Bargain like a Pro

I would say that Indians are the best negotiators or bargainers I have ever encountered. They are incredibly good at going for your emotions, very comfortable with numbers, and know how to up-sell until the cows come home. As soon as an Indian shop owner sees a Westerner, his or her eyes usually widen slightly, get a little twinkle of a dollar sign and a big smile on their face and possibly will greet you with “welcome to my shop”.

As soon as you touch something, that signals to the shop owner that you’re interested. When you ask “how much?” (Hindi – Kitanaa) then the game is on. Almost always, the price will be 4-5 times what a local would pay. This is simply because, Indians believe that all Westerners are loaded with cash.


Tips to bargain like a Pro!

  1. Start with an insanely low amount.  For example, if the shopkeeper quotes you 100 Rupees, you say 20 Rupees.  I know this sounds crazy (and you’ll feel awkward doing this), but just watch how quickly he’ll come down to 50 Rupees.
  2. Walk away with the 20 rupees quote, and don’t look back.  You will hear him (or her) shouting out lowered prices as you take each step away.  Most likely, the price he shouted out is still higher than what he is willing to sell at,  you could negotiate further.
  3. Some common things you can say when you make filler talk is “I’ve seen it sold lower elsewhere” or “I really like this item, I will come again and buy more“, or “I’ll tell all my friends at the hotel to come to your shop“.  Don’t feel like a fraud, as even the shopkeeper knows this is just filler talk to add time to the conversation, before a deal is made.
  4. Do not show too much excitement or emotion with the item you want to purchase.  You might absolutely “LOVE IT” and have already plans in my mind on how amazing it will look over the mantelpiece, but please don’t let the shopkeeper know that.
  5. If you have access to an Indian friend, or guide, you can get them to negotiate for you.  If you’re using a guide, keep in mind that travel guides have set agreements with shopkeepers, sort of like a finder’s fee, and they will earn a commission on the amount you spend in each shop that they take you to.  This also applies to hotels and restaurants… though usually there it is just free food and board.


Fixed rate shops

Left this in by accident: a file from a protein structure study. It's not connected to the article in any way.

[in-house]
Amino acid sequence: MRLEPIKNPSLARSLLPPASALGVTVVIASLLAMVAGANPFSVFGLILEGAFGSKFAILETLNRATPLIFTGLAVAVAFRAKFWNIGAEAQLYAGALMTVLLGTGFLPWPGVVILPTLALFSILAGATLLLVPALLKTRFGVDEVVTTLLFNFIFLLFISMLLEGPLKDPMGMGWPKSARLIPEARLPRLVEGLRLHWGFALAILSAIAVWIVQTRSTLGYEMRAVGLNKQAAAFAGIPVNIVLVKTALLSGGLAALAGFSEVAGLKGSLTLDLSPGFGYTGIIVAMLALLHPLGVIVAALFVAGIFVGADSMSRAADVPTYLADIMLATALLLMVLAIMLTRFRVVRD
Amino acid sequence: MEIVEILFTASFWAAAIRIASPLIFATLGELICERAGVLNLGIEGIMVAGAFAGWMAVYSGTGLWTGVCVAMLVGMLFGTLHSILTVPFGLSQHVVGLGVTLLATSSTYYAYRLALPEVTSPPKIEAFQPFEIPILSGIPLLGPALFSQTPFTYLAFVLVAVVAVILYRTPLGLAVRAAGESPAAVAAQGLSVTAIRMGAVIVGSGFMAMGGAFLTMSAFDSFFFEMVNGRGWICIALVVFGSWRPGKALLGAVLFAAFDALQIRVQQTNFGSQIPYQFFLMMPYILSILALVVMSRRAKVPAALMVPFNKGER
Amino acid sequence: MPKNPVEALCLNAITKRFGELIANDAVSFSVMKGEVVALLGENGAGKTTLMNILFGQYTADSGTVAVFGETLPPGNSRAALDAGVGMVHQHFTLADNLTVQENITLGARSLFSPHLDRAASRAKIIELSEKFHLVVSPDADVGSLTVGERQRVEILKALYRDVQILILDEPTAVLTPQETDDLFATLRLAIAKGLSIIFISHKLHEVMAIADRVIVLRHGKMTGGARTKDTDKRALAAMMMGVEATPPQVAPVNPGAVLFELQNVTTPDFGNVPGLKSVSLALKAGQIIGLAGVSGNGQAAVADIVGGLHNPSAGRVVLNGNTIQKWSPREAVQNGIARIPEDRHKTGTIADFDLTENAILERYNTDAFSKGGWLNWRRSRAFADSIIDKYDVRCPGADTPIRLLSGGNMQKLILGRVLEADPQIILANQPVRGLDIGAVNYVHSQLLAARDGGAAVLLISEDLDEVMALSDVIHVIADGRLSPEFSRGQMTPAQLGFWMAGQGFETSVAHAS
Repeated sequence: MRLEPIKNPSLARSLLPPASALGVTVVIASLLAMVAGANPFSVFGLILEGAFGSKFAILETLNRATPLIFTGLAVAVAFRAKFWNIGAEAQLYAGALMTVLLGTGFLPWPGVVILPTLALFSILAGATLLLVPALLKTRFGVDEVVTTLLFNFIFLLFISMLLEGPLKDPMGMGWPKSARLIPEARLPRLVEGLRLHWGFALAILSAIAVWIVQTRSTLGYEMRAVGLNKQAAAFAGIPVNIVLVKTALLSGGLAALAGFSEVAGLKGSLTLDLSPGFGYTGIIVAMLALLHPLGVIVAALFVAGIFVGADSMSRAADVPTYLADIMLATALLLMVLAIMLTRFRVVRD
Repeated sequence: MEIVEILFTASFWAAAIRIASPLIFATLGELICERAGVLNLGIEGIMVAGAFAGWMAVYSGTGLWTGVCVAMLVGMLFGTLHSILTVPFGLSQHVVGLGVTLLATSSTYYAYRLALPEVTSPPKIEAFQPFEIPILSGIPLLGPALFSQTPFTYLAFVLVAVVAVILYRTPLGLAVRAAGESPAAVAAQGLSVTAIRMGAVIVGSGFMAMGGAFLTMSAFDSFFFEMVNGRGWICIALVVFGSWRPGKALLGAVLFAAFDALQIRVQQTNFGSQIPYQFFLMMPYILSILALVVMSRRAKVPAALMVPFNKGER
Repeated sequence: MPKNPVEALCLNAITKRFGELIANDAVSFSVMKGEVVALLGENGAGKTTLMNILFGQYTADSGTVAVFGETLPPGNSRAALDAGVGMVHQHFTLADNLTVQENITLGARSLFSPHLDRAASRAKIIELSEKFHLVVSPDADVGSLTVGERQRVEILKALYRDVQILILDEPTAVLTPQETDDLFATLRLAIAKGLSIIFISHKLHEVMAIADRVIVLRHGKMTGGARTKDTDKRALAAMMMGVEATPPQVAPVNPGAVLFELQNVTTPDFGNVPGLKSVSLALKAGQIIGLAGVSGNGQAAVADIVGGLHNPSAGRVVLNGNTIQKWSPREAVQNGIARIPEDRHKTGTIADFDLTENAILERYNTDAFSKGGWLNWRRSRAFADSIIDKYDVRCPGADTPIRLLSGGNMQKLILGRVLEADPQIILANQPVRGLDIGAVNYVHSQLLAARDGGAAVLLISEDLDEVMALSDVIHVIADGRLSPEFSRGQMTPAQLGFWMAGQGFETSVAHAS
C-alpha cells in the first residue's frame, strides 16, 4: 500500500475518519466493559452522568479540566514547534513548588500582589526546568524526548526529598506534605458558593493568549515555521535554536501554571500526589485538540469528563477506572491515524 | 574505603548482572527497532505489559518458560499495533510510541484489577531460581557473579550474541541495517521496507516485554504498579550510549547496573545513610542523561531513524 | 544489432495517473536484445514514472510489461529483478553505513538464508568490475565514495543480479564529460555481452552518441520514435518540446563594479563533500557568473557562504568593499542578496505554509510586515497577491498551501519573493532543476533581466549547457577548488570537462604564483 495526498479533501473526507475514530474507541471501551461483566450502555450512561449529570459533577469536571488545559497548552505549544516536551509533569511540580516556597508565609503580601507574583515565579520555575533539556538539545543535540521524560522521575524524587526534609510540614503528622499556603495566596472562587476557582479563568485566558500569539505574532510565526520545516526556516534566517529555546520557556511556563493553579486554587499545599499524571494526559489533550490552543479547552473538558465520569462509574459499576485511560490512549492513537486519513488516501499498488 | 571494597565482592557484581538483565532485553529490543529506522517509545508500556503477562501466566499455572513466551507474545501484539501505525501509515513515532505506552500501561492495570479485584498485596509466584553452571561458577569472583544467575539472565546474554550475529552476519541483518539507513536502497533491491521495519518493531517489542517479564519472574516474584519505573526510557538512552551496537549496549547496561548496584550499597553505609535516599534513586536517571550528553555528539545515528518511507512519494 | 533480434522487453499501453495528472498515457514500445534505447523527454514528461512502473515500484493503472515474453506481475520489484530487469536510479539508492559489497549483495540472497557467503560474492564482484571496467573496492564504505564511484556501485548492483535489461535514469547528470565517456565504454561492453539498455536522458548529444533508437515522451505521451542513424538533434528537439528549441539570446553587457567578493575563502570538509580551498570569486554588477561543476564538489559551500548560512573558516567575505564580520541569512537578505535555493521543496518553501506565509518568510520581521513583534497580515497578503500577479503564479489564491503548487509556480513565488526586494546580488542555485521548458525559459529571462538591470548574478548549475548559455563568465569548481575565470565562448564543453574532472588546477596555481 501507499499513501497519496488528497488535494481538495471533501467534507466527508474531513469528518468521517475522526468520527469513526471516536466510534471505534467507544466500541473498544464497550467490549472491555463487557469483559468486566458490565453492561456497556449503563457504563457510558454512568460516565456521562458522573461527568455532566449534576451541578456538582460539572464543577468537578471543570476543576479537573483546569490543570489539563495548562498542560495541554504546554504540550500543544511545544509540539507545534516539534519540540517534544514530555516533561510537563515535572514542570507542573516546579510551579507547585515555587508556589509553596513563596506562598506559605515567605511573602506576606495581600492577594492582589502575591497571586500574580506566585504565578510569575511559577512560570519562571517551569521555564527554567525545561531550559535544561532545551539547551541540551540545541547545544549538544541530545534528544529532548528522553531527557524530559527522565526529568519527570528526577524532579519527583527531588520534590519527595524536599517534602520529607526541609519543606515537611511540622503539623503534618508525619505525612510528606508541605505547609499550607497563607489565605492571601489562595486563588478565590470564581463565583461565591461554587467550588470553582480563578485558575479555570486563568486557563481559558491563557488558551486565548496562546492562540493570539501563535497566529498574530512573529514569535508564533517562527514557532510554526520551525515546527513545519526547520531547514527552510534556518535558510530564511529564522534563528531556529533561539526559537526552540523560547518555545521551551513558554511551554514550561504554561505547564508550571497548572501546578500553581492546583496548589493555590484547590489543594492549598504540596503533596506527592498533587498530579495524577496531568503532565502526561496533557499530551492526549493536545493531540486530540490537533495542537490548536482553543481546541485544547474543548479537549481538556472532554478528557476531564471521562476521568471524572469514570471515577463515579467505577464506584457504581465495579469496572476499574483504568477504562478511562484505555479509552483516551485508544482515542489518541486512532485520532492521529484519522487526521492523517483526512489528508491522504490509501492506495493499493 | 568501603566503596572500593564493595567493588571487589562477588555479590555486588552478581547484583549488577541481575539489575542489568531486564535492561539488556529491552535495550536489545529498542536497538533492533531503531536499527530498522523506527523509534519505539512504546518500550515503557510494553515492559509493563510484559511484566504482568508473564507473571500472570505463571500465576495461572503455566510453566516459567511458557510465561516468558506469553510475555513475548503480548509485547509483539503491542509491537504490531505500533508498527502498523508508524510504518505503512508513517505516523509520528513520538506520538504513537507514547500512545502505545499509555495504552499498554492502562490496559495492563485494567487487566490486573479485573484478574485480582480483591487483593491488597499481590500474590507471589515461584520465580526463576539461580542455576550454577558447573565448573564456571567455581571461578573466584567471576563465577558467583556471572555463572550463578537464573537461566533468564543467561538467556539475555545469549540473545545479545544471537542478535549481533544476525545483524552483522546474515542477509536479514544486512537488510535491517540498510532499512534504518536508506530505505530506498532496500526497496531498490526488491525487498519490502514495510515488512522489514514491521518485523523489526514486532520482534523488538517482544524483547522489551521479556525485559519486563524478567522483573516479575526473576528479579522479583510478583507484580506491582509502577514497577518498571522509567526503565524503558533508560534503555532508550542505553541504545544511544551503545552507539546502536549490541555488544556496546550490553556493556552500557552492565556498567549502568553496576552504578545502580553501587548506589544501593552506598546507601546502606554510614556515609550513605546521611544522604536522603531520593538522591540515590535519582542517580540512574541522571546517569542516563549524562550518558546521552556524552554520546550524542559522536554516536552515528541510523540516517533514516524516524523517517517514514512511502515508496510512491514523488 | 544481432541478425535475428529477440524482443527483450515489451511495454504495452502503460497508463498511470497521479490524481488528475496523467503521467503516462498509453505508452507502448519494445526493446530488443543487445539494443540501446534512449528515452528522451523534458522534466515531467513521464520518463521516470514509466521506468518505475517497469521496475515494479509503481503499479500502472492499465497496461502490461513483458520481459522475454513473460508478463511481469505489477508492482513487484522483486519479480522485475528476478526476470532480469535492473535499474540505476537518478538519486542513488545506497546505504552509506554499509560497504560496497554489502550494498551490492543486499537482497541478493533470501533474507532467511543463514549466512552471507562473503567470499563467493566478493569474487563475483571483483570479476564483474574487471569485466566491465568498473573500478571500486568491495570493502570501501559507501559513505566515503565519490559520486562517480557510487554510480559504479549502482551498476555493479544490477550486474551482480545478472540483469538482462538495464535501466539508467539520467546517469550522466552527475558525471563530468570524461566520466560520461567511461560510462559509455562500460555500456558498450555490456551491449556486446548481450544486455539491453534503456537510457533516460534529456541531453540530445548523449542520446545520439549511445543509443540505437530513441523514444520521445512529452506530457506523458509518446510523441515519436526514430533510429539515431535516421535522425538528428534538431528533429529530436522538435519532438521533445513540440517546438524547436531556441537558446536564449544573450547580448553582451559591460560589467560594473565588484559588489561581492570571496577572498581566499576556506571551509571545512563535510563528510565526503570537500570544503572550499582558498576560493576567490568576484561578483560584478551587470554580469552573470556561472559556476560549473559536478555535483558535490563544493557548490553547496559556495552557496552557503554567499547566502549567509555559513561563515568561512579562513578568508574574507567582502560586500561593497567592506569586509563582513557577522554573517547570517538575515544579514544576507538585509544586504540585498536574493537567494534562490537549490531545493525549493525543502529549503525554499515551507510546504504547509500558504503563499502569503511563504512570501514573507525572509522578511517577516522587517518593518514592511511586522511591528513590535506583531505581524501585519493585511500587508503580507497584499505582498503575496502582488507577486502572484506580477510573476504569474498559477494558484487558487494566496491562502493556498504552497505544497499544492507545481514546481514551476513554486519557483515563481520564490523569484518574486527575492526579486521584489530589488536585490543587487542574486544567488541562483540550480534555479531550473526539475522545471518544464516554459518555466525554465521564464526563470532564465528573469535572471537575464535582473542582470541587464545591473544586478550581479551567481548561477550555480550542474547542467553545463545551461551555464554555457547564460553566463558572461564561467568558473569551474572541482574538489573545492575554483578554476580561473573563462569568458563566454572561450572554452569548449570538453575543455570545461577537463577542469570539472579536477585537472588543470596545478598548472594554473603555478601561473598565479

If you prefer not to haggle, as too much haggling can get emotionally tiring.  Once you convert the amount you are haggling for into your home currency, you’ll find that you’re saving only a few dollars. And you might actually want to pay the poor shopkeeper what (s)he asked for without negotiating.

If negotiating is not for you, it is usually possible to find “fixed rate shops”, the items are just as good, and you can have a stress shopping experience.  The prices are marked reasonably, though they won’t be the lowest price you can get elsewhere.

MRP – Maximum Retail Price

In the United States, we are used to paying taxes that are added on top of the advertised price, i.e. the price listed on the item or the menu board.  In India, the amount listed is the final price, and these include all taxes.  This is the maximum retail price you should pay for the item.

It is good to look at these prices because often times store owners will try to add on to these prices when you’re not paying attention. Sometimes they may charge extra for chilled sodas, and charge you for that.  It’s up to you if you want to debate on that extra charge.

Shop around

If you have the energy and time, I highly recommend shopping around before making large purchases. This way you can get a feel for what the price should be and what is available especially if you’re looking for one of a kind items like jewelry. Conveniently shops are usually grouped together in a certain part of the market. E.g there may be 5 jewelers within a stones throw between each other. Similarly with electronics, fruit shops and sweets etc. Another part of shopping around is to buy a small item and bring to another shop to compare and get a “second opinion” on.

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